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Lecture 1

LINA01 Lecture 1: Intro


Department
Linguistics
Course Code
LINA01H3
Professor
Safieh Moghaddam
Lecture
1

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LINA01H3
Lecture 1: Introduction to Language
When people use human language, they follow certain principles (rules)
The task of linguistic research is to understand what these principles are and how
they are instantiated in language or individual languages
oLinguistic = related to language
What does it mean to know a language?
Knowing a language is being able to speak and be understood by others who know
that language
The capacity to produce some sounds (or signs for deaf and mute people) that
have a certain meaning and to understand and interpret the signs produced by
others
The capacity to understand what linguistic constructions (sounds or signs, words,
sentences) are possible in a speci'c language and what constructions are not
The linguistic knowledge is unconscious knowledge: people speaking a speci'c
language are able to explain what constructions are correct or incorrect in that
language, but they are not able to explain why
Language Acquisition versus Language Learning
Language Acquisition
Natural
Unconscious
With no direct instruction
Language Learning
Requiring practice and study
Conscious
With instructions
How is Language Dierent from other Forms of Communications?
Language is a linguistic rule system with the following characteristics:
1. Arbitrariness
a. The relationship between sound/word (form) and its meaning is
arbitrary (things are not named based on their properties).
i. For example, the concept for (
hand
) is represented by the word
main in French, by the word dast in Farsi, by the word hand in
English, and the word käsi in Finnish.

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LINA01H3
2. Creativity
a.
Humans are able to produce new sentences never spoken before and
to understand sentences never heard before.
i. Language is characterized by creativity
b. Regulated by systematic constraints; innovation can occur within
boundaries set by rules, which are integrant part of our knowledge of
language.
i. Table 1.2 in the textbook (page 3)
3. Displacement
Nouns Used as Verbs in English
Nouns: words that name things (house, dog, pillow, ..)
Verbs: words that name actions (to sleep, to sing, …)
English exhibits a process that creates verbs from nouns (pp.3-4):
Noun Use Verb Use
Pull the boat into the beach Beach the boat
Peep an airplane on the ground Ground an airplane
Put the wine in bottles Bottle the wine
o
It might seem that this innovative process exhibits a great deal of freedom.
Limits:
o
A new verb is rarely coined if a word with the intended meaning already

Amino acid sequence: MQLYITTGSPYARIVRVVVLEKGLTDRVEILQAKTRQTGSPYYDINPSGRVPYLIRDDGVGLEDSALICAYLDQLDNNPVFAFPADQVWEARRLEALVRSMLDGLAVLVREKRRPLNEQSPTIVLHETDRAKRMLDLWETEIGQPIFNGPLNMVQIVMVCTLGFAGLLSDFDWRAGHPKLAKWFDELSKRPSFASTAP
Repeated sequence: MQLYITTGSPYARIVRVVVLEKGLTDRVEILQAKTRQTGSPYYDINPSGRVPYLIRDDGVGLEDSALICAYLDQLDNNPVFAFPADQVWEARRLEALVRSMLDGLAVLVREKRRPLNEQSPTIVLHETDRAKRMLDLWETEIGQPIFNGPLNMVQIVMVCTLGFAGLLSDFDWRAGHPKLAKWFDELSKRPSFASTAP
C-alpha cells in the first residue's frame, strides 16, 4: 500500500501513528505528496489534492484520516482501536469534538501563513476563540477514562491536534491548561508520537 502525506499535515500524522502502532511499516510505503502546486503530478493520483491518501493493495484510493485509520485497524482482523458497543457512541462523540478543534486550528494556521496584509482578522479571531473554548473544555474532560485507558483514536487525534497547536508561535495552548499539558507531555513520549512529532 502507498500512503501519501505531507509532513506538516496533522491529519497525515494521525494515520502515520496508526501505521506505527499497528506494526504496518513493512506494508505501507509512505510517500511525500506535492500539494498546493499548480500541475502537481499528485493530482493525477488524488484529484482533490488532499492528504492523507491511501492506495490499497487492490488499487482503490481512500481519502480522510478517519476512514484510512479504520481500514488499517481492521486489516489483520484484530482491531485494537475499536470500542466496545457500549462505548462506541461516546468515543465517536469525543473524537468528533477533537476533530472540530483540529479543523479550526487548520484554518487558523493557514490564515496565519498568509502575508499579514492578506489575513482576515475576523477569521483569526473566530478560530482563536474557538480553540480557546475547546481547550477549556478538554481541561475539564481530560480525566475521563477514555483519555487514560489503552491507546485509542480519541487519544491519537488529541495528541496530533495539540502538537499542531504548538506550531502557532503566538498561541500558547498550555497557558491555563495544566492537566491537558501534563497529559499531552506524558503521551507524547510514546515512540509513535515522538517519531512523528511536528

exists: we can say jail the robber (put the robber in jail), but not prison the
robber (put the robber in prison), because there is another verb in English
with the same meaning (imprison)
oConstraints regarding the creation of time expressions:
Julia summered/wintered/holidayed in Paris.
*The beggar midnighted/nooned/one o’clocked in the streets.
It appears that such verbs can be used only when they are given the interpretation
“to be somewhere for a period of time”. As midnight, noon, one o’clock express
points in time, rather than extended periods of time, they are not allowed.
oNot all nouns referring to extended periods of time are allowed:
*I autumned in London.
oWhen verbs are formed they are allowed to have only speci'c
interpretations. For example:
I wintered in Hawaii, can mean only that
I spent the winter in Hawaii; it cannot mean
*I stayed in Hawaii until the winter began.
Creativity
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LINA01H3
Related to the ability to combine words to form phrases and phrases to form
sentences.
No dictionary of any language contains all the possible sentences.
A given language has only a certain speci'c number of sounds and allows these
sounds to combine in certain speci'c ways.
This yields a 'nite set of words. For example, the average high school graduate
knows 60 000 words. But the number of his/her sentences is in'nite.
This aspect refers therefore to the creative character of language: out of a limited
inventory of signs (words), an in'nite number of sentences can be created.
Von Humboldt (1836): language makes "in'nite use of 'nite means".
Because of the creative capacity of language, the number of some elements in a
sentence might be reiterated as many times as wanted (and this observation is
valid for all languages).
oFor example, a phrase like:
The old house
might be expanded by replicating the concept for old (and this element
is called an adjective), even ad in'nitum:
The old, old house or
The old, old, old house or
The old, old, old, old, old, old, old house. (et c.)
oOr a sentence like:
He is kind
can also be expanded, by adding other sentences
He said that he is kind or
I know that he said that he is kind or
I told her that I know that he said that he is kind…
Competence vs. Performance
Although, hypothetically, there are no limits to reiteration, psychological,
physiological or any other types of language-external reasons might (and, in many
cases, they do) block it.
oE.g., the speaker might run out of breath, the audience might leave, they
might lose track of what is said, they might get tired, bored, etc.
When analyzing language, we need to distinguish between competence, de'ned
as a speaker’s (unconscious) knowledge of what can and can’t be said in their
language, and
Performance (how the speaker actually uses his/her linguistic competence to
produce and understand speech).
Linguistic Competence
“Testing” your linguistic competence:
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